My argument is that innovation continues to stagnate in Australia because the vast majority of Australians simply do not understand it collectively, or value it. No matter how individuals or groups push for innovation, we will never take it on board if society continues to a) ignore its role in developing social equity and capital, and b) remain apathetic to the notion that innovation narratives can build meaning around our lives. I assert that before we can solve the issue of Australia’s stagnating innovation ecosystem, we must first educate Australians on its value, and develop a meaningful narrative around its value so that everyone, from the elderly to our youngsters, understand how innovation activities strengthen our communities, and how it delivers long-term social equity. Only then can we progress our conversation around more pressing innovation issues that many people and groups are grappling with today.

Many entrepreneurs that have experienced societies that value the innovation narrative have tried to bring their experiences to Australia, with varying degrees of success. I do not believe that their poor track record is due to competency; they did not succeed because they were importing a narrative that their home country simply did not understand, or care about. Until such time as Australian’s realise the value of how innovation adds value to society, I will continue to pursue career opportunities in societies that value the innovation narrative. Introducing a new narrative around innovation in Australia, in a way that Australians understand, will take a long time, and biologically, I simply do not have enough time on this earth to wait for this to occur. Will I stop pursuing this agenda? Absolutely not, for “I love [my] sunburnt country…”. But can my career afford to stagnate while the rest of the nation decides whether this narrative should form a part of our societal fabric? Certainly not.

Weaving a meaningful innovation narrative into Australia’s national conversation is the first step in creating a unique, well-developed and sophisticated innovation ecosystem. As Australians, we must want innovation, and to want innovation (and as a greater adjunct, science and technology), Australians must understand what value it can deliver, and for that, education within the correct context is what we must achieve. Otherwise, we are destined for a society that has a weak cultural innovation narrative, and are doomed to be haunted by long-term effects of indecision on how we, more broadly, envisage our society, and what we value.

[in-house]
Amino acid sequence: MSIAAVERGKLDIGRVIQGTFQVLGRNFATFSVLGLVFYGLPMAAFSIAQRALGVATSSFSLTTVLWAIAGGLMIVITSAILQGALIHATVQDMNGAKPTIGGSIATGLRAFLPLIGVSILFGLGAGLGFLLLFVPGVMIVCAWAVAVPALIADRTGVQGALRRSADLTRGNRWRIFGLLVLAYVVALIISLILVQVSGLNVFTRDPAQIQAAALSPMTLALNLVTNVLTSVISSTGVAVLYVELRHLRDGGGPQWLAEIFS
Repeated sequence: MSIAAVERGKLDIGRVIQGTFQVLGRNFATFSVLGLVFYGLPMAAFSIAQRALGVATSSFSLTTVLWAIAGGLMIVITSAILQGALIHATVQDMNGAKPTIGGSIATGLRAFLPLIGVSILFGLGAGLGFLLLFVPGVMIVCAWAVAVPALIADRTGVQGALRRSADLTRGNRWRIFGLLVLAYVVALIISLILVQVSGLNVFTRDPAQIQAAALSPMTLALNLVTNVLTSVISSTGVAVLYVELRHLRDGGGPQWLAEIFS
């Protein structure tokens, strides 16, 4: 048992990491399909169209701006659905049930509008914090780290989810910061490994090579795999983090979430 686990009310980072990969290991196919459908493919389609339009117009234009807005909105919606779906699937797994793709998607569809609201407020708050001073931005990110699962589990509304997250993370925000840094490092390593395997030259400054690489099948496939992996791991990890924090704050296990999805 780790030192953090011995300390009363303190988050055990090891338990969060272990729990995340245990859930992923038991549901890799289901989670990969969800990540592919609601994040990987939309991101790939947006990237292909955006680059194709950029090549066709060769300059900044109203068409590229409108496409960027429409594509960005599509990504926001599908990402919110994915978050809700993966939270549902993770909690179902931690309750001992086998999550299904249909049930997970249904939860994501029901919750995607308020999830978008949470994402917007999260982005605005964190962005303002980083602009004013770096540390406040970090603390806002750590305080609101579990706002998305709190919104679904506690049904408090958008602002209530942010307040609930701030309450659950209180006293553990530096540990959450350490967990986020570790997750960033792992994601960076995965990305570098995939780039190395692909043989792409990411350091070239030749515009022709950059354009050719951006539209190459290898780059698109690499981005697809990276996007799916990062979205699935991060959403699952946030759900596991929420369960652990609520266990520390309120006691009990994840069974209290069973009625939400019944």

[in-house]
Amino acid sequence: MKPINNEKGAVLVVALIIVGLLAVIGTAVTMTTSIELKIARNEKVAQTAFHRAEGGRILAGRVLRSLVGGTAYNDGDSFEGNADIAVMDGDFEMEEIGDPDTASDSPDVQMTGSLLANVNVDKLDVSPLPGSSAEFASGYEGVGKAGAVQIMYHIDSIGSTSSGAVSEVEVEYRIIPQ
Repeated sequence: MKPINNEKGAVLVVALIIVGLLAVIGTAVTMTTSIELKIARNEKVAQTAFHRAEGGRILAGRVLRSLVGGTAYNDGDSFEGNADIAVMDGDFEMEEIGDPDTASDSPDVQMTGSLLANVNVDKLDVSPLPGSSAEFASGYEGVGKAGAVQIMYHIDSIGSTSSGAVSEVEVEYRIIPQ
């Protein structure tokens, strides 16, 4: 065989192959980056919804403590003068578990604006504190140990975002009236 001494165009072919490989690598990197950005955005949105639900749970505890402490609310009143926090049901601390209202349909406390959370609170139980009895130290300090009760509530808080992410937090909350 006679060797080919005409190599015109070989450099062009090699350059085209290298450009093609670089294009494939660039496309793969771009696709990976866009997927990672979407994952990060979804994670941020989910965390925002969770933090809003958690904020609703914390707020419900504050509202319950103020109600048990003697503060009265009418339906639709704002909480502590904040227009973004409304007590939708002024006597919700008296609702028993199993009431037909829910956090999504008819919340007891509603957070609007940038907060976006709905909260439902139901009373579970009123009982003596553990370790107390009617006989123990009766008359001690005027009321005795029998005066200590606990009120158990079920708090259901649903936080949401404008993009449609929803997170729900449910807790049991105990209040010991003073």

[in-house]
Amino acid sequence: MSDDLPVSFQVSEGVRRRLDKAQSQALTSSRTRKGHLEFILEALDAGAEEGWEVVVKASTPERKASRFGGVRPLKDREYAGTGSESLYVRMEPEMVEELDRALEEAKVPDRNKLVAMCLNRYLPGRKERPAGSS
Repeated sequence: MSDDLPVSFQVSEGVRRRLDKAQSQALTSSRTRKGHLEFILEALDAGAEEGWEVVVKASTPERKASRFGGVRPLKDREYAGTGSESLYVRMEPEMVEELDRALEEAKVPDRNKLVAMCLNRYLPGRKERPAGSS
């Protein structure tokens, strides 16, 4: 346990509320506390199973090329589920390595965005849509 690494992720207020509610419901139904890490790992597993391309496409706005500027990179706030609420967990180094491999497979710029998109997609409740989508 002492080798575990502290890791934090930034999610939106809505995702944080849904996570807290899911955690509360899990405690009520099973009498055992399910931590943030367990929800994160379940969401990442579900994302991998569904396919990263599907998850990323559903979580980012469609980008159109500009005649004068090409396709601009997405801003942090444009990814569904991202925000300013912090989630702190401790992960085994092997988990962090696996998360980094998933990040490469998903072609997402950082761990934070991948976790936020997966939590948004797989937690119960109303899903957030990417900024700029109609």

The point of this article is to spark this conversation that we, as a nation, are yet to have. I understand that many people will disagree and be critical of my contention. But I don’t care, because for too long, we have been plagued by armchair critics with a small-world, “protect-my-own-patch” outlook and mentality who have failed to engage with this national conversation in a productive and meaningful fashion; their criticisms do not add value to this desperately-needed conversation. We have failed to address our failures in developing a qualitative narrative of how home-grown innovation adds value to our society.

I am fearful that even in the continued decline of our not-so-competitive industries that we continue to ignore the qualitative aspects of the Australian innovation narrative, in favour of a discussion around innovation metrics, something that is already well-recognised as a difficult area to assess and benchmark.

Though I have portrayed a generally negative picture, it would be unwise of me to discount the efforts and initiatives of far-sighted individuals that have gone before me. In my home city of Melbourne, the Melbourne-Boston Sister Cities relationship is a pivotal link in bringing in a narrative around societally-valued innovation into Melbourne, and there exists many qualitative opportunities for which value can be exchanged. My hope and vision is that we continue to strengthen these relationships and perhaps one day, those who follow in my footsteps will be able to paint a truly meaningful Australian innovation narrative, with the full support of all Australians.

As always, post your thoughts below or tweet me at @ayftan.

UPDATE (25/8/2014): It seems that this article has created a bit of a conversation in certain circles, and I’d like to express a long-form response to some of the discussions I’ve seen (so far):

I think for us (as a nation) to identify why we have found ourselves at this point, we really need to look carefully at how our cultural narratives align with our vision for long-term STEM outputs (research, innovation, etc). I am no expert in Australian history or culture (I am just an every-day punter), but my observations is that the stories we are told to identify with relate to our pre-WW2 stories – the notion of our nation’s birth deriving from the Gallipoli campaign, our resilience in the face of hardship in the outback, and our ability to tell stories that show us in a self-deprecating and (often in tandem) humorous light. Our resilience is built on internal and isolated hardship (think of people exploring and settling in remote Australia) and we don’t show off (c.f. Tall Poppy Syndrome) or talk much unless asked to.